Valve's portable Steam Deck has burst onto the market, making a big splash in the portable gaming scene. The new handheld gaming PC is even making many enthusiasts question whether this is the answer over something like a gaming laptop. However, Steam Deck isn't the only portable PC machine on the market, and some of the competitors are looking to Valve's innovations for future products.
While these are very nifty units packed with power, for a price, the Steam Deck's cheaper options and specific software is helping it surge ahead in popularity. However, if you found yourself wishing there was a more premium Steam Deck on offer, OneXPlayer may be about to deliver.
Steam Deck review: Our verdict on Valve's handheld PC.
Steam Deck availability: How to get one.
Steam Deck battery life: What's the real battery life of the new device?
How loud is the Steam Deck? And will it pass the Significant Other test?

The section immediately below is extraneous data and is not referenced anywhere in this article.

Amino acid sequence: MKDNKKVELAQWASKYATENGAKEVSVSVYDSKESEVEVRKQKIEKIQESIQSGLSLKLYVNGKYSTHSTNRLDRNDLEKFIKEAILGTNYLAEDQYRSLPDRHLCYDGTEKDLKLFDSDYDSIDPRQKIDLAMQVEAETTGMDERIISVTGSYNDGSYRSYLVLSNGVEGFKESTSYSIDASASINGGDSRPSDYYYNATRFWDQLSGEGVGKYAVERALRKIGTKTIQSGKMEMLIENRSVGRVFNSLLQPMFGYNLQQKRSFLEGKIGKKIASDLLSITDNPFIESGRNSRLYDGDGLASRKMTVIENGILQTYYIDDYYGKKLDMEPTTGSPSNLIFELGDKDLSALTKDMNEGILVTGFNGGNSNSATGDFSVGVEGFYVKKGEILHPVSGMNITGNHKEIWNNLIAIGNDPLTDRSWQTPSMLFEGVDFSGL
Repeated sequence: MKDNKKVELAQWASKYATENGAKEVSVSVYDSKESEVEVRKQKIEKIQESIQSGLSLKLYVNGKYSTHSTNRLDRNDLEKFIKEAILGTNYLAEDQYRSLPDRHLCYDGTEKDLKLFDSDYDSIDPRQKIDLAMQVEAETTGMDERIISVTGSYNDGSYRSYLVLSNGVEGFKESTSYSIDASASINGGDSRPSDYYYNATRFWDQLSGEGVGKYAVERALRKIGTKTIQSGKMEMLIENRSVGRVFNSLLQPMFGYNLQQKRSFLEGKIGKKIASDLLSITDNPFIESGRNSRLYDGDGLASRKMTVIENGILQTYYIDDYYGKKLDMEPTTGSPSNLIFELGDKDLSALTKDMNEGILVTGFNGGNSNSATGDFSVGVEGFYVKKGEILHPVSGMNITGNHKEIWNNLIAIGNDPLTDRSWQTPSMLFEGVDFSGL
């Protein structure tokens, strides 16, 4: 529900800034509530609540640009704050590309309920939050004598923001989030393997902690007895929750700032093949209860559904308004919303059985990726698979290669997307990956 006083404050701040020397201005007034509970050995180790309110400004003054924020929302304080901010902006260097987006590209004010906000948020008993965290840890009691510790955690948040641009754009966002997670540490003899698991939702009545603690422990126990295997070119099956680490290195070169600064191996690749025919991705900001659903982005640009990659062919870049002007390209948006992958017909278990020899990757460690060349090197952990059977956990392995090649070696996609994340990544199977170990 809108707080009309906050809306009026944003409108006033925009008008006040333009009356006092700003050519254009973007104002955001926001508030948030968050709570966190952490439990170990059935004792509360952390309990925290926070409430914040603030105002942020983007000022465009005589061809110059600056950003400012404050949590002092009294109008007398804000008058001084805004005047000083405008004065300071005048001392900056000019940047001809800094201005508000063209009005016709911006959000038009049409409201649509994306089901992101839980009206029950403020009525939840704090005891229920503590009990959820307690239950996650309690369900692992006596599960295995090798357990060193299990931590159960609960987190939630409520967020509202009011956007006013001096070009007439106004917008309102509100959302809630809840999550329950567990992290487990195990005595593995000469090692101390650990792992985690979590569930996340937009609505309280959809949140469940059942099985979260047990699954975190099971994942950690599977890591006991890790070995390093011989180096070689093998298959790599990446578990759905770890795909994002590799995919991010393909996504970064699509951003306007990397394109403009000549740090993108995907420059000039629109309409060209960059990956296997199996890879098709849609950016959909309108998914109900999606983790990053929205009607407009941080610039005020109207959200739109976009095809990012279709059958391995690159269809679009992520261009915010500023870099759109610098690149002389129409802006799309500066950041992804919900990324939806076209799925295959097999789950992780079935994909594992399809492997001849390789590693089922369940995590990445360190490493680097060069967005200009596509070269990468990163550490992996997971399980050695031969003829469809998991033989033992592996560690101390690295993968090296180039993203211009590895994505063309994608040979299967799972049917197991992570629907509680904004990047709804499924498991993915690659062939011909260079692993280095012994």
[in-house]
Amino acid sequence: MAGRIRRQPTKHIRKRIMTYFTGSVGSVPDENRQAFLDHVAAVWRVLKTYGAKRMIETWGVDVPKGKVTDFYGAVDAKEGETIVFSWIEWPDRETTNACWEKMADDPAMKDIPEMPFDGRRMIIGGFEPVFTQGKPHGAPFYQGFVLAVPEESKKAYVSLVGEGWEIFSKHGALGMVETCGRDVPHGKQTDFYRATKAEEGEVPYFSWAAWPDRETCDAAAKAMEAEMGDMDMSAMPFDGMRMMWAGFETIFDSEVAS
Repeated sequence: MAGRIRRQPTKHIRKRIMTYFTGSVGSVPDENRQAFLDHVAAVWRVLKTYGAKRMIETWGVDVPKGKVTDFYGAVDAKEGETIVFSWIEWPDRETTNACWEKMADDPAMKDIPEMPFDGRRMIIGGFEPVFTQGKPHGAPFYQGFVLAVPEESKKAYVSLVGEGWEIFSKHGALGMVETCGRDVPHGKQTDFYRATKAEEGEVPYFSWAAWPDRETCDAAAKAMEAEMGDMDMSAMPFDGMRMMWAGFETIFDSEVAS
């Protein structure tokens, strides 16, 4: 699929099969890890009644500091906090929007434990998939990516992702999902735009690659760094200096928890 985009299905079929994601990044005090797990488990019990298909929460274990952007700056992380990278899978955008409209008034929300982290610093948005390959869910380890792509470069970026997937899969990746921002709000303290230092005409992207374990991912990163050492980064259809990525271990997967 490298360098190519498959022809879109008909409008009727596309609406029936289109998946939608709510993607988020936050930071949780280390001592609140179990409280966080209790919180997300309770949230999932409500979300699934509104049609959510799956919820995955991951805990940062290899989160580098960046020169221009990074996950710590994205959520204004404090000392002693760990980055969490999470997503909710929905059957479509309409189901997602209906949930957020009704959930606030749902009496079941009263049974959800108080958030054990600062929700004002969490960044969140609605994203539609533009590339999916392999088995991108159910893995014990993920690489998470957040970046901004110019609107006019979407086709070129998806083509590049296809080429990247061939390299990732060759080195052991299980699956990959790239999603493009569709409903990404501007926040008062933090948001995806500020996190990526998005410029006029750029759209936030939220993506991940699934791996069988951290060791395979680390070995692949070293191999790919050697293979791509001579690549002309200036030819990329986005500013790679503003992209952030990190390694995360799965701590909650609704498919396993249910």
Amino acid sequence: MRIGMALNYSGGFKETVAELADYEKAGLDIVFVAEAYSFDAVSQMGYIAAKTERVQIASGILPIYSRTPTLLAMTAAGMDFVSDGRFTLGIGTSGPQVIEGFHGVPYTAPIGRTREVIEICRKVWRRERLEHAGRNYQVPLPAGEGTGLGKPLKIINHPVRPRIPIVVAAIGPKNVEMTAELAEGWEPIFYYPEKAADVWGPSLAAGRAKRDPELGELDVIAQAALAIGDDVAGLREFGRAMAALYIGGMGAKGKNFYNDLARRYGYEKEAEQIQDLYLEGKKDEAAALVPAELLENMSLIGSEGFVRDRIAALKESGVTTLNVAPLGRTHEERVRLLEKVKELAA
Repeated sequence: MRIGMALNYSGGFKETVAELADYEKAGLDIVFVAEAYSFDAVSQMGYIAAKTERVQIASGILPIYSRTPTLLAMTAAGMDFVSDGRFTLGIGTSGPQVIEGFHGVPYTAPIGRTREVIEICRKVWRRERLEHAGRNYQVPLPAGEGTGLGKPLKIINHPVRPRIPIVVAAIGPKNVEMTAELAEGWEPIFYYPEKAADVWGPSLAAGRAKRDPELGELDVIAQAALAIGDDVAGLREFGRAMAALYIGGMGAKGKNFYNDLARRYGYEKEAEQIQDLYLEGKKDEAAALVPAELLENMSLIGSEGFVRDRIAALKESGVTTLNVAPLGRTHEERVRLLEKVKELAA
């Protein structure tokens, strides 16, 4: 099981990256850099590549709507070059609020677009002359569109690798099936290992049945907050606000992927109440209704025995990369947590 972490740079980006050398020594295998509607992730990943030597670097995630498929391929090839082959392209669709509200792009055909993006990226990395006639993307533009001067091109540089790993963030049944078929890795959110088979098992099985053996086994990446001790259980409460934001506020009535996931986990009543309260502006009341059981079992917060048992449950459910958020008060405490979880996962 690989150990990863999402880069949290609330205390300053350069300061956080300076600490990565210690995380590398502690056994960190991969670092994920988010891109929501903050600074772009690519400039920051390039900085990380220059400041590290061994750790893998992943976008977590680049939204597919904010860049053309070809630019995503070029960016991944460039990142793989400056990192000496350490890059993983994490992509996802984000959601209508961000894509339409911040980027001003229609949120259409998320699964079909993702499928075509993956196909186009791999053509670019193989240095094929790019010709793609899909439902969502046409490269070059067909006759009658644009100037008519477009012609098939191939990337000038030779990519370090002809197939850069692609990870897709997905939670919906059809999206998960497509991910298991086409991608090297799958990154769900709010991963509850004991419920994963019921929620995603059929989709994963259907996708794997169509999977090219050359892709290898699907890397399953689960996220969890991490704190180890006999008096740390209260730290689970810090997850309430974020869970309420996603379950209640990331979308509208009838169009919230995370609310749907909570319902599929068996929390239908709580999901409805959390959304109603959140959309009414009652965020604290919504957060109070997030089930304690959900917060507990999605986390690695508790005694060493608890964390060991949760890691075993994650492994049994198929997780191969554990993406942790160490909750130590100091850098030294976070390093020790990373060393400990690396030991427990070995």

Steam Deck - The emulation dream machine: Using Valve's handheld hardware as the ultimate emulator.
Currently, the OneXPlayers are running Windows, which is great for familiarity but doesn't necessarily make the best use of the form factor. Steam Decks are running a version of Linux called SteamOS which uses Proton to get games working on the Linux platform and is helping with general use and compatibility over some competitors.
According to an interview with WePC, OneXPlayer is looking to a Linux based solution in the future, potentially even SteamOS. This means we may start to see really premium specced portable PC gaming consoles, running well optimised software.
Elden Ring was recently tweaked to run much better on the SteamOS platform thanks to changes made to caching. These kind of fixes being implemented on portable machines means any platform that can take advantage of the specialised software should benefit. In short, portable PCs from all brands could be about to see a surge in viability.
In the case of OneXPlayer, this could mean a boon for high-end portable machines. One of the main downsides we found with the mini was that some games just wouldn't run, and other aspects could be fiddly. It's likely SteamOS could fix many of these problems, finally giving these premium machines a chance to feel like it inside and out.
Given the difficulties involved with locking down a Steam Deck at the moment, a little more competition can only be a good thing.